Based on its examination of the causes of rising inequality, the OECD paper suggests taxes and benefits may need to be looked at again, especially in light of the fact that “the share of overall tax burdens borne by high-income groups has declined over recent years”. Action is also needed to ensure that people who aren’t currently working can find jobs, but “this requires not only new jobs, but jobs that enable people to avoid and escape poverty,” the paper says. And, it concludes, there needs to be a stronger focus on better training and education for low-skilled workers.

Useful links

OECD work on inequality www.oecd.org/els/social/inequality

Annual Bank Conference on Development Economics (ABCDE conference) 30 May 1 June at the OECD

High times for the jet-set

It's the rich what gets the pleasure...

You can’t avoid inequality these days. Lately, it’s made the covers of The Atlantic and The Economist, and rarely a week seems to go by without some new report examining its impact. Even those on the sunny side of the rich-poor gap seem concerned: The “Davos Crowd” recently cited “economic disparity” as one of the two biggest risks facing the global economy.

There isn’t much debate over whether or not income inequality is rising within countries. Almost everyone accepts it is. As these numbers show, it’s grown in all but a handful of OECD countries since the 1980s, although – as the OECD’s Growing Unequal? report points out – probably by not as much as most people think.

But inequality hasn’t just risen in the developed OECD area. While emerging economies like India and China are enjoying huge reductions in absolute poverty they are also seeing a widening gap between rich and poor. Even China’s media uses words like “unreasonable” to describe these disparities. Rising inequality is also being linked to the turmoil in North Africa and the Middle East. Mario Pezzini, director of OECD’s Development Centre, noted recently that the uprisings in Egypt and Tunisia “are some of the manifestations that inequality matters in economic and political terms.”

There also isn’t much debate over the factors fuelling inequality. One is globalisation, which “expands the market for ultra-talented individuals but competes away the income of ordinary employees”, says economist Ken Rogoff. Another is the shift to the so-called knowledge economy – “people who know how to exploit the internet gain,” says Growing Unequal?, “and those who don’t, lose.”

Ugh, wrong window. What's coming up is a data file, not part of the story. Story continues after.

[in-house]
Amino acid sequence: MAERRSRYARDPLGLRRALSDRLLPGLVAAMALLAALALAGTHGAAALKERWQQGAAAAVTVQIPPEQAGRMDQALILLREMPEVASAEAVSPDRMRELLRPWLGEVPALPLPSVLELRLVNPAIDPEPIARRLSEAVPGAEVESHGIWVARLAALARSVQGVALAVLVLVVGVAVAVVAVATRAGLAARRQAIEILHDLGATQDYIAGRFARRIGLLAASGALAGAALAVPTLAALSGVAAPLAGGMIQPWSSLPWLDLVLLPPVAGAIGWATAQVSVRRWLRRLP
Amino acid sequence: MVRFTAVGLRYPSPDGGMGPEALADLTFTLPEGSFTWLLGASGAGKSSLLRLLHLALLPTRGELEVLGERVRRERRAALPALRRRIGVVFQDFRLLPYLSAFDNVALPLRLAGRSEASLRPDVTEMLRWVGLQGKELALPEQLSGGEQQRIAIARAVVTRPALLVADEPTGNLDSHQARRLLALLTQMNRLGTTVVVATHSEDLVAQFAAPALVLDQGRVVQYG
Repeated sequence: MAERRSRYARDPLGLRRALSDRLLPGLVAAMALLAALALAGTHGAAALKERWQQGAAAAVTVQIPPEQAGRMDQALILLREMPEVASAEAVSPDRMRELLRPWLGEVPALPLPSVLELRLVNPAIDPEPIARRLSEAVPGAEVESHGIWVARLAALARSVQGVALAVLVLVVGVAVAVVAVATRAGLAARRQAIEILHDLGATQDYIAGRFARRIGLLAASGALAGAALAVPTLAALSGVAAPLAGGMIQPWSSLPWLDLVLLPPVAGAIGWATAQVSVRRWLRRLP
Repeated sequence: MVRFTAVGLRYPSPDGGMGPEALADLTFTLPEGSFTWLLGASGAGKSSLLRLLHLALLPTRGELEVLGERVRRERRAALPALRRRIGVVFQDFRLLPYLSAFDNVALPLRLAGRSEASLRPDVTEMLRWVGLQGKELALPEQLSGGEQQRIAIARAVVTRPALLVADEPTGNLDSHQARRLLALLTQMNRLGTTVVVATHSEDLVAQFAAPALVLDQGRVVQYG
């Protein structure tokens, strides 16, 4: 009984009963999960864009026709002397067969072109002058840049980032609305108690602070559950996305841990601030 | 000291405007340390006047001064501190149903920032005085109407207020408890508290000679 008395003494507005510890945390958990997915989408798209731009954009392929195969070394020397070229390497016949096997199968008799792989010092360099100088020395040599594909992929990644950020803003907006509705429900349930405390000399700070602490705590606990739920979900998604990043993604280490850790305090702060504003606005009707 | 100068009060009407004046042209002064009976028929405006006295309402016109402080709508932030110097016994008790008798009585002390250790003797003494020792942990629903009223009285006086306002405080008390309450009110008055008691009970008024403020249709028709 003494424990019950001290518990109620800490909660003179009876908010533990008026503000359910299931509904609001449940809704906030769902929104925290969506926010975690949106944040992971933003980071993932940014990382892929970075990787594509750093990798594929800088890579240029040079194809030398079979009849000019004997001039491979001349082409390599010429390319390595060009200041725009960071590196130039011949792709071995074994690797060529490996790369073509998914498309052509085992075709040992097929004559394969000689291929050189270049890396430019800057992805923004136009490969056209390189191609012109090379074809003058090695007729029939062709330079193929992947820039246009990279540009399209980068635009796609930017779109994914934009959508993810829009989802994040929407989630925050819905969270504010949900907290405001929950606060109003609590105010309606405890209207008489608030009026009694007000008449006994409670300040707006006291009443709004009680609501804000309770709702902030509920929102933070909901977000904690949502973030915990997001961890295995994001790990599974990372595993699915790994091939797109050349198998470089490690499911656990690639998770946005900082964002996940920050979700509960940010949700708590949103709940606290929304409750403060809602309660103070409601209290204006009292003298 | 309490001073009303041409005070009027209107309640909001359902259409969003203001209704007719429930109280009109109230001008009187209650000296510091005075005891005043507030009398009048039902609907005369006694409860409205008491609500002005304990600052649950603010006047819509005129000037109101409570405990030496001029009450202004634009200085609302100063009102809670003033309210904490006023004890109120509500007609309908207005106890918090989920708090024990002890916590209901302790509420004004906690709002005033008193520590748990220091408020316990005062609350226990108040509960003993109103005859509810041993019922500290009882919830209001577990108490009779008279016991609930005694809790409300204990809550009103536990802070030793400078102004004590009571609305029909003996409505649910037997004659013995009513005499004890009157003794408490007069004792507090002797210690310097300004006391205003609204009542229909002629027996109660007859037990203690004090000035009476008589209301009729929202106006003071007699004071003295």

The workers who “lose” are often perceived as being fairly far down the corporate chain – the receptionist who’s replaced by an automatic answering machine, for example. But that’s no longer the case, says Paul Krugman:  These days, he says, even well-educated white-collar workers are being replaced by technology. Example? Lawyers: Specialised software can now perform pre-trial document searches that until recently were carried out by “a platoon of lawyers and paralegals who worked for months at high hourly rates”. Krugman argues that what we’re seeing is not just a widening gap between rich and poor, but a hollowing out of the middle class: “Both high-wage and low-wage employment have grown rapidly, but medium-wage jobs – the kinds of jobs we count on to support a strong middle class – have lagged behind.” 

If that characterisation is accurate, the identity of the “winners” seems clear: Chrystia Freeland refers to them as “a new super-elite … hardworking, highly educated, jet-setting meritocrats who feel they are the deserving winners of a tough, worldwide economic competition”.

What about everyone else? Is this winner-takes-(almost)-all society benefiting the non-jet-setters? There’s increasing interest in investigating that question. For example, one of the most-discussed books of recent years was The Spirit Level, which described unequal societies as “dysfunctional”; critics, however, said the book’s analysis was “heavily flawed”.